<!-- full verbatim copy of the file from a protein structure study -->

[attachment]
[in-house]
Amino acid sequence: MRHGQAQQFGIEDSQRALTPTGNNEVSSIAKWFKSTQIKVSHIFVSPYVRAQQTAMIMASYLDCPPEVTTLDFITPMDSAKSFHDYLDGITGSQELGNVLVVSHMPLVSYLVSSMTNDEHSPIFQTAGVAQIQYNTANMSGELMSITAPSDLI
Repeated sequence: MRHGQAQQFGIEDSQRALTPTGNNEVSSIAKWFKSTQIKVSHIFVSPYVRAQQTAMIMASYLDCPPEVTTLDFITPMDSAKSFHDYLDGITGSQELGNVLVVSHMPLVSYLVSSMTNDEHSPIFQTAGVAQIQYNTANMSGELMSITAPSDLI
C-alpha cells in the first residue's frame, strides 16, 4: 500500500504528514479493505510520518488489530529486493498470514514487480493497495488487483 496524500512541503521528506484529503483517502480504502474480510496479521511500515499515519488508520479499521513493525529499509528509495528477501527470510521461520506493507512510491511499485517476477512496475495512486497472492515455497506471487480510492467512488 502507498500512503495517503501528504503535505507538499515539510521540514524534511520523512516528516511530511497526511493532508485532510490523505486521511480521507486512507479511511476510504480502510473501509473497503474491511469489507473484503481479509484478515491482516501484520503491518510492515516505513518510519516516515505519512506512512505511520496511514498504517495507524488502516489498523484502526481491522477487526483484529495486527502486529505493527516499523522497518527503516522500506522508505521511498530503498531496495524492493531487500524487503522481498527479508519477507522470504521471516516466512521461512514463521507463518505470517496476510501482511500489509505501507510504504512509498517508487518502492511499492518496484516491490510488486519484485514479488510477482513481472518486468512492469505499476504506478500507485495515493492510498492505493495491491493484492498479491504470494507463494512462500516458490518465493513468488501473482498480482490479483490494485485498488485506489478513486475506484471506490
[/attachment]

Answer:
[in-house]
Amino acid sequence: MRHGQAQQFGIEDSQRALTPTGNNEVSSIAKWFKSTQIKVSHIFVSPYVRAQQTAMIMASYLDCPPEVTTLDFITPMDSAKSFHDYLDGITGSQELGNVLVVSHMPLVSYLVSSMTNDEHSPIFQTAGVAQIQYNTANMSGELMSITAPSDLI
Repeated sequence: MRHGQAQQFGIEDSQRALTPTGNNEVSSIAKWFKSTQIKVSHIFVSPYVRAQQTAMIMASYLDCPPEVTTLDFITPMDSAKSFHDYLDGITGSQELGNVLVVSHMPLVSYLVSSMTNDEHSPIFQTAGVAQIQYNTANMSGELMSITAPSDLI
C-alpha cells in the first residue's frame, strides 16, 4: 500500500504528514479493505510520518488489530529486493498470514514487480493497495488487483 496524500512541503521528506484529503483517502480504502474480510496479521511500515499515519488508520479499521513493525529499509528509495528477501527470510521461520506493507512510491511499485517476477512496475495512486497472492515455497506471487480510492467512488 502507498500512503495517503501528504503535505507538499515539510521540514524534511520523512516528516511530511497526511493532508485532510490523505486521511480521507486512507479511511476510504480502510473501509473497503474491511469489507473484503481479509484478515491482516501484520503491518510492515516505513518510519516516515505519512506512512505511520496511514498504517495507524488502516489498523484502526481491522477487526483484529495486527502486529505493527516499523522497518527503516522500506522508505521511498530503498531496495524492493531487500524487503522481498527479508519477507522470504521471516516466512521461512514463521507463518505470517496476510501482511500489509505501507510504504512509498517508487518502492511499492518496484516491490510488486519484485514479488510477482513481472518486468512492469505499476504506478500507485495515493492510498492505493495491491493484492498479491504470494507463494512462500516458490518465493513468488501473482498480482490479483490494485485498488485506489478513486475506484471506490